Aarón Sánchez, co-star of two Food Network hit series Chopped and Heat Seekers, and host of FOX Life’s #1 rated series Aarón Loves New York, never planned to become a celebrity chef. Though it is no surprise that he landed in the field, given he was born into culinary royalty, being the son of one of New York’s most celebrated Mexican chefs, Zarela Martinez.
At an age when many kids were playing with their friends after school, Sánchez was hard at work at his mother’s restaurant. Eventually his culinary trajectory led him to open several successful Latin restaurants over the years including New York’s Centrico and Leawood, Kansas’s Mestizo. His passion, commitment, and abilities have placed him among the country’s leading contemporary Latin chefs.
In addition to being a restaurateur, television personality, consultant and spokesperson, Sánchez is an author and entrepreneur. His first book, La Comida del Barrio, was published in May 2003. His second book, Simple Food, Big Flavor: Unforgettable Mexican-Inspired Recipes from My Kitchen to Yours, was released in October 2011.
We spoke with Sánchez to find out what influences him, his thoughts on the evolution of Latin cuisine in the U.S., as well as what goes on behind the scenes on the set of Food Network’s Chopped.
When did you first begin to cook?
Initially it started from being around my mom and watching her do her thing. My mom had a real simple rule—she wasn’t going to give us any money, we had to work for our money. That's the way it was. Immediately after school, and on the weekend, I would go to the restaurant and work the coat check and help out when I was about ten years old. Then about 12 or 13, I gravitated towards the kitchen. It just became something I really enjoyed, and it was one of the few things I was good at. I was a very undisciplined child and the kitchen was good because it provided structure, mentoring and discipline—something every young person needs.
Is that around the time you decided to cook professionally?
It’s funny because it just felt natural. It felt like the right thing to do. I was always fed and always had a good time, and I needed a paycheck. I loved the environment. I like working late. I like getting out late. It was just fun. It was about 16 when I decided this was going to be my calling.
Your mother, Zarela Martinez, is well known for bringing Mexican food to the forefront in New York City. How do you think the perception of the cuisine has shifted since you first started working at her restaurant?
It’s changed enormously. We have people like Rick Bayless. There's more of an awareness. Before it was homogenized and, to some extent it is now, but I think people are traveling more in Mexico. People understand the nuances. The Mexican chefs are trained better now. When I started cooking, Mexicans were not really in power, to be very honest. They were expected to be dishwashers and prep cooks and now you have young kids working in very nice kitchens and going to schools like ICE and being very well trained and prepared. So the quality, the execution, and the technique; all of that has gone up tenfold.
You’re a partner in Tacombi, a Mexican street food restaurant down in NoLita. Is that a concept you might recreate somewhere else?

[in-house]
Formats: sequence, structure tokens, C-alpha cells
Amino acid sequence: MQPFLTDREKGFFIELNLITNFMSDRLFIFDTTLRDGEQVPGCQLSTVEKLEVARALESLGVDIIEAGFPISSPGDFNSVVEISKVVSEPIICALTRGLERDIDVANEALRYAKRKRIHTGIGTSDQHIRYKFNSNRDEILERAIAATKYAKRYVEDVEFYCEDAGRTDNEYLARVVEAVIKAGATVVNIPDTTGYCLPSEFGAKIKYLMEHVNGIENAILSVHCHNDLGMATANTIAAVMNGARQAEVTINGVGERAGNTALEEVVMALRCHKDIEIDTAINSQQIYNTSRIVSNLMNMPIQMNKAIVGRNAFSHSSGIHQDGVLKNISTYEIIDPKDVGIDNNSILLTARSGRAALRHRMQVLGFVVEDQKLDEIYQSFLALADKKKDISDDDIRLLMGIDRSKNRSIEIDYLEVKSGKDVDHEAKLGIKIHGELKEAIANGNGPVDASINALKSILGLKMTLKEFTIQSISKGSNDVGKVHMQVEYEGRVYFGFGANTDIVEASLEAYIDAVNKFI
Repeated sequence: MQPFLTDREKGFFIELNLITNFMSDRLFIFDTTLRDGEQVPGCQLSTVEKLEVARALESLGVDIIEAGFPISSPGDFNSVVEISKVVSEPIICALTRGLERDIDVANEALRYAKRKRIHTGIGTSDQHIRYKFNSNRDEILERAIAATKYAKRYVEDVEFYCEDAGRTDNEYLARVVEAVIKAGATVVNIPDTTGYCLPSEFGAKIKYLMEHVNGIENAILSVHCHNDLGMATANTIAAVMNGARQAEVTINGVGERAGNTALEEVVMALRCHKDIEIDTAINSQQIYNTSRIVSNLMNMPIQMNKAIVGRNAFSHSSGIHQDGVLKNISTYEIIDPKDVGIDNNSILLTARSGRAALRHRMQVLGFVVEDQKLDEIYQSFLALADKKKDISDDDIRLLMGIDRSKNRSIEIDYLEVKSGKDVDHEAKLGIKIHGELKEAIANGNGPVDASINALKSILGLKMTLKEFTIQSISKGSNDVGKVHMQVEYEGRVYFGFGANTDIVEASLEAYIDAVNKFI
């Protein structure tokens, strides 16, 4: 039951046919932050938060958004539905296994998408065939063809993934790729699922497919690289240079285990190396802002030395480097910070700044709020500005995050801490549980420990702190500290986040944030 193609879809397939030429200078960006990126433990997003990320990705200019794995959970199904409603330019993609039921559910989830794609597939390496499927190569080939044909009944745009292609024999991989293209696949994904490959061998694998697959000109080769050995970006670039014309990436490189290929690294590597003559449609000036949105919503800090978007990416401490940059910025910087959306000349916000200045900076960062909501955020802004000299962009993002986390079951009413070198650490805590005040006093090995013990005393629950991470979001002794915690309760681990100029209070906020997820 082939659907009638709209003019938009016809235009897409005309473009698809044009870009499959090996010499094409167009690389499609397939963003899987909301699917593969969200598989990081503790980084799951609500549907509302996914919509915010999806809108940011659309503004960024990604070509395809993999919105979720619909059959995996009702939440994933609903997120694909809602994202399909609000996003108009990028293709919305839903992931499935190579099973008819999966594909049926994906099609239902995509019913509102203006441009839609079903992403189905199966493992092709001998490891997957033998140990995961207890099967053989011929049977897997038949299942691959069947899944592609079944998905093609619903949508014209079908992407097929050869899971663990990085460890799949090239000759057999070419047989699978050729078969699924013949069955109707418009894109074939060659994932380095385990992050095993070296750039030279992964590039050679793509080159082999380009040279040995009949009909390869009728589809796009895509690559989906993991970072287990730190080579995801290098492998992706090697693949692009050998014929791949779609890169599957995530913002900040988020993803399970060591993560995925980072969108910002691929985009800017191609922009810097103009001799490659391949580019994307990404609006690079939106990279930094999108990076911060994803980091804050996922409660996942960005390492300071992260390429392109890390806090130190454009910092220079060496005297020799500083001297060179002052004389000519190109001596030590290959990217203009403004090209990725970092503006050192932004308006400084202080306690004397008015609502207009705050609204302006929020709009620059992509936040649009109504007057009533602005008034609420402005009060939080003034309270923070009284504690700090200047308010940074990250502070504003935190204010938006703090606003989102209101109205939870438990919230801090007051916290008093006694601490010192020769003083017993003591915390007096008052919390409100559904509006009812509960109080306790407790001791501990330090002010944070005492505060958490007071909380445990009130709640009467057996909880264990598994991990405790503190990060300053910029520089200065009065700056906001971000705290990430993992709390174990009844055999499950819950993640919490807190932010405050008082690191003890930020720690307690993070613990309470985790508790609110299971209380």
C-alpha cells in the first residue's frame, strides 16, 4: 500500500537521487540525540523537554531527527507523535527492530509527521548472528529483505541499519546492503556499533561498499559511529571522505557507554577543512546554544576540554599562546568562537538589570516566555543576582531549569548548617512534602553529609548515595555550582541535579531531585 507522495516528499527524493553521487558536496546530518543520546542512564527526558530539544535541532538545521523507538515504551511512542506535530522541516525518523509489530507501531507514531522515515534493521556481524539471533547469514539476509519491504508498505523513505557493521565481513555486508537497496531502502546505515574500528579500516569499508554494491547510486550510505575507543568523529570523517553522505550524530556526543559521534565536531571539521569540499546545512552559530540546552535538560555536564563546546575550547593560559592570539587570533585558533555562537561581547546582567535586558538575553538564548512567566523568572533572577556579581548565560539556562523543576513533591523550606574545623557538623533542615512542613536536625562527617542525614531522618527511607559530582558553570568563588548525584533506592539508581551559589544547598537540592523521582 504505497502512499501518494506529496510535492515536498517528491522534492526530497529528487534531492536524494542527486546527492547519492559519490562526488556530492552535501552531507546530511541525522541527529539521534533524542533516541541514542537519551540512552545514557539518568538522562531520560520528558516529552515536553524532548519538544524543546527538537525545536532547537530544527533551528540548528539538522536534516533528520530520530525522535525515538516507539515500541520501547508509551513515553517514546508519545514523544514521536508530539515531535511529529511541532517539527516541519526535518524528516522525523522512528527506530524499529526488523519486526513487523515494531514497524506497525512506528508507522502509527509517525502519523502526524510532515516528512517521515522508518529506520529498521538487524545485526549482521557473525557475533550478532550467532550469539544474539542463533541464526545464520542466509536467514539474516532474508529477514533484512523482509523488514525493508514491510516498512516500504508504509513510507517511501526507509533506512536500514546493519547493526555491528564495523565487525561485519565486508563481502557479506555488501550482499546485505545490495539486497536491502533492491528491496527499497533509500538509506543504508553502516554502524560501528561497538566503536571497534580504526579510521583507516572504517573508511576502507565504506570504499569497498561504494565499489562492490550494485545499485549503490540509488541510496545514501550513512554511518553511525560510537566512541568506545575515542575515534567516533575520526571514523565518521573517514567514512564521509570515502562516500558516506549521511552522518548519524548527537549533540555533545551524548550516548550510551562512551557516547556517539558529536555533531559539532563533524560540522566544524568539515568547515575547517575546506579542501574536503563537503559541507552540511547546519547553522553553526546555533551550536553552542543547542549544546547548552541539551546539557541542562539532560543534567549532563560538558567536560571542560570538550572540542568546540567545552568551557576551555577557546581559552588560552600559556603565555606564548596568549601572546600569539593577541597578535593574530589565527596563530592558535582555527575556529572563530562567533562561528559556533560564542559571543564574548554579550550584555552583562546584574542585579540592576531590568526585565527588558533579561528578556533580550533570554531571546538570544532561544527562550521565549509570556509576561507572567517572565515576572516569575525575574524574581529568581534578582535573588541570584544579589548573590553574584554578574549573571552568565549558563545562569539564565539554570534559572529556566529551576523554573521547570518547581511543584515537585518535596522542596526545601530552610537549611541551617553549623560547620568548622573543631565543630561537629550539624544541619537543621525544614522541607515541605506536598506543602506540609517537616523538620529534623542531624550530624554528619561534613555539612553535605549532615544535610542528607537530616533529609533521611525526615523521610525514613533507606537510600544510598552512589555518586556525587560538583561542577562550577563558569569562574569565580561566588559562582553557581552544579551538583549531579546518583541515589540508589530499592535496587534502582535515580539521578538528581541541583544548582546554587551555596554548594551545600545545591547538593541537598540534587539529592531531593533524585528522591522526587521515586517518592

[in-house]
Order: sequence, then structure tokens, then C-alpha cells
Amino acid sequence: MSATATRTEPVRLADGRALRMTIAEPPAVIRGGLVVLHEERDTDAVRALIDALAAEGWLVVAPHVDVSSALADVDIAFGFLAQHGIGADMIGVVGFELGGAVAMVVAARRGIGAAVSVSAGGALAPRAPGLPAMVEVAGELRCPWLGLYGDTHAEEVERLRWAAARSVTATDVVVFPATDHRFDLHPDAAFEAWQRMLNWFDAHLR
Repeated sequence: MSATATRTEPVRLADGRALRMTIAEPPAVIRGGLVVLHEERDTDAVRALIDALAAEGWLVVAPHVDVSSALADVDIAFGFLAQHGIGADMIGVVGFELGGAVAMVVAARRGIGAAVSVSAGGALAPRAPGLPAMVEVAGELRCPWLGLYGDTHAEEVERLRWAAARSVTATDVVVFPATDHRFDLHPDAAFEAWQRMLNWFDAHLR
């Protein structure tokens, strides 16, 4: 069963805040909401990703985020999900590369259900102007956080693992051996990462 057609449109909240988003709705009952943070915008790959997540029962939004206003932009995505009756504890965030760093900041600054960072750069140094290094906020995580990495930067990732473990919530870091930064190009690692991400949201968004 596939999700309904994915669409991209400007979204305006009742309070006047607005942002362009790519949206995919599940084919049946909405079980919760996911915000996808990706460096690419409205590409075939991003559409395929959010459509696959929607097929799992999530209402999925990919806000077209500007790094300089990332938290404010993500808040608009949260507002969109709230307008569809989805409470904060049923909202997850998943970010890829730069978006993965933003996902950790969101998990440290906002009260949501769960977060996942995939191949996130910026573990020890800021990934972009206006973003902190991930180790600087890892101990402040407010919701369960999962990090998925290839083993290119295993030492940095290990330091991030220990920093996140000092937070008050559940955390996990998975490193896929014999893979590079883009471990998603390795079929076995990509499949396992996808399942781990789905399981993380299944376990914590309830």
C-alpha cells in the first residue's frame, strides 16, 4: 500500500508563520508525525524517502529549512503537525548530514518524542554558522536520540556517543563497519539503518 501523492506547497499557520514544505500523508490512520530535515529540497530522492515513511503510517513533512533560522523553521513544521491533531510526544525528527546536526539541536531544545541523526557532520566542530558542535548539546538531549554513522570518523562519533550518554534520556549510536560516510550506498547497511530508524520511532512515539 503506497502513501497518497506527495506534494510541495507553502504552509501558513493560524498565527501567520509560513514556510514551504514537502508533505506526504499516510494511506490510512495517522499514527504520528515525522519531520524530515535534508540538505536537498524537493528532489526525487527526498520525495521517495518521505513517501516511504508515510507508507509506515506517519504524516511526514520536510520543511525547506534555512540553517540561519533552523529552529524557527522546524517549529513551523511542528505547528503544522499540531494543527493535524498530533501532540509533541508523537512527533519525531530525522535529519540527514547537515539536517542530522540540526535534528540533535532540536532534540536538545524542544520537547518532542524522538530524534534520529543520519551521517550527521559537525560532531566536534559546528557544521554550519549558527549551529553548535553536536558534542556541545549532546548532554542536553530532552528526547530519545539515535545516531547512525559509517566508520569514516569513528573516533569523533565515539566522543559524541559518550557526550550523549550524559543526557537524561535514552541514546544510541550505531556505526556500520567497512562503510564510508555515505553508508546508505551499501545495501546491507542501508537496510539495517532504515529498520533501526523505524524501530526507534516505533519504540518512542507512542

It’s a fun project. This a collaboration that I connected my food to, but it’s a concept that’s really headed by Dario Wolos.
I’m doing a restaurant in the city very shortly. I’m hoping it will be opened by November, capturing my mom’s food, my grandmother’s food and my food. I feel right now in New York there are a lot of taquerías and a lot of casual food, but not a lot of really good sit-down Mexican style restaurants. They are either really high end or really casual. I would like to have a place in that middle ground. That’s what I’m focused on right now.
You started appearing on the Food Network back in the early days on Melting Pot. What was that experience like?
I had already done Ready, Set, Cook! and In Food Today and I really saw the growth of the network. It was amazing. For me the whole motivation for doing television initially was to try to get people to come to my restaurants and eat and create awareness. Now, as I’ve gotten older, the mission has been more profound. Now it’s teaching aspects of my culture and food to people that might not be familiar with it. It’s an obligation to myself and then to my background so people can cook this food authentically at home and fall in love with it. And perhaps become familiar with different aspects they didn’t know existed. It never was about being famous. That’s not who I am.
You’ve been very fortunate to be on Food Network for so many years. How did the opportunity come about?
I remember the day it happened. Arthur Schwartz, the great food writer and critic, was good friends with my mom. He had a party for the release of one of his books at one of Donatella Arpaia’s first restaurants. I remember David Rosengarten being there and Donna Hanover and I remember this conversation with David. He was really nice and super amicable and he said, “I have a show called ‘In Food Today’ and I’d love to have you on.” He wanted me to give some ideas of Mexican Christmas or Cinco de Mayo. Those were the days when you had to bring everything with you.
Then somehow, I guess somebody liked it and they called me back to do some different episodes and that’s how it started happening. It was a very gradual process.
You have been a judge on Chopped, one of the networks’ most highest rated shows. What do you think makes it so compelling for viewers?